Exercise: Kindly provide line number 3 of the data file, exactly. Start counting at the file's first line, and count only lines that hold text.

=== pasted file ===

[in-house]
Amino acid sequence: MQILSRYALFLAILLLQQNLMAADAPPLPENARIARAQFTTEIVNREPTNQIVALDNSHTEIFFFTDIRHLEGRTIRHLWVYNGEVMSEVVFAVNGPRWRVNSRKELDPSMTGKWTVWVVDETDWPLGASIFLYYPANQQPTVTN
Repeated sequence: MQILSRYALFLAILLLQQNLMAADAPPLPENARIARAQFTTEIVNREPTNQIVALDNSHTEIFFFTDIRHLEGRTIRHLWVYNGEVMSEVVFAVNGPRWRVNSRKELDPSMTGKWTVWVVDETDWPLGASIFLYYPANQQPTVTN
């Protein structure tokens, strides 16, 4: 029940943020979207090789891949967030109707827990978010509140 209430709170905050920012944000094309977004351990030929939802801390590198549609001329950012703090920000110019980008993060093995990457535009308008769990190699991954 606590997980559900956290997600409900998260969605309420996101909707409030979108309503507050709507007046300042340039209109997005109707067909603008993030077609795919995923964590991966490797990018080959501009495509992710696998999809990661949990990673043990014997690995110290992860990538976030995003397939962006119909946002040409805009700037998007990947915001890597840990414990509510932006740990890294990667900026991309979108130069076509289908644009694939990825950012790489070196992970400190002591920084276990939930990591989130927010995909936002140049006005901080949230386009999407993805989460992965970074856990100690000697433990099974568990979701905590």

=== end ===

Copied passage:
Repeated sequence: MQILSRYALFLAILLLQQNLMAADAPPLPENARIARAQFTTEIVNREPTNQIVALDNSHTEIFFFTDIRHLEGRTIRHLWVYNGEVMSEVVFAVNGPRWRVNSRKELDPSMTGKWTVWVVDETDWPLGASIFLYYPANQQPTVTN